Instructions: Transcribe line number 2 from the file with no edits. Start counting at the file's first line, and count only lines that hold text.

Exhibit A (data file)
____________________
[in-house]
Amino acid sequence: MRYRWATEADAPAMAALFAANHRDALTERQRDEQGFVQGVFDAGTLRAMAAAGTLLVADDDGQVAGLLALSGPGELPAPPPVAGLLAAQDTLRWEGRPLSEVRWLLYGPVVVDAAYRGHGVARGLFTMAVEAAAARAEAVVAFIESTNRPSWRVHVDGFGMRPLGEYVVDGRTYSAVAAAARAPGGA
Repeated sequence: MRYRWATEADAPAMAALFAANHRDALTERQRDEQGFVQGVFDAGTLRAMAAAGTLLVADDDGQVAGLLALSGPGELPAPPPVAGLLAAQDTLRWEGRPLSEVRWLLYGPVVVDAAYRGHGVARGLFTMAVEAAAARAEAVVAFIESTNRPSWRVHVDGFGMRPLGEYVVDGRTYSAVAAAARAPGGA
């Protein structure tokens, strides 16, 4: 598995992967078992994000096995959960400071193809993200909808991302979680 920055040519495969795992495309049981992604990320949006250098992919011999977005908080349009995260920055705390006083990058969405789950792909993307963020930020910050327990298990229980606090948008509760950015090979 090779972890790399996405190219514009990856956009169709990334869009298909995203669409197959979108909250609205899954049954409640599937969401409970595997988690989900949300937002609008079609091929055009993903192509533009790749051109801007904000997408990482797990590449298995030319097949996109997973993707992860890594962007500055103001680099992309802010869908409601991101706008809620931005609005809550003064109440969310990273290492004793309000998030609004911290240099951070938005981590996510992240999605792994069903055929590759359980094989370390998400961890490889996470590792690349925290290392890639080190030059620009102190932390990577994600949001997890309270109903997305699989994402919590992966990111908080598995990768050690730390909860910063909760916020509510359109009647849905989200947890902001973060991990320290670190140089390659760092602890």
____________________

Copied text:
Amino acid sequence: MRYRWATEADAPAMAALFAANHRDALTERQRDEQGFVQGVFDAGTLRAMAAAGTLLVADDDGQVAGLLALSGPGELPAPPPVAGLLAAQDTLRWEGRPLSEVRWLLYGPVVVDAAYRGHGVARGLFTMAVEAAAARAEAVVAFIESTNRPSWRVHVDGFGMRPLGEYVVDGRTYSAVAAAARAPGGA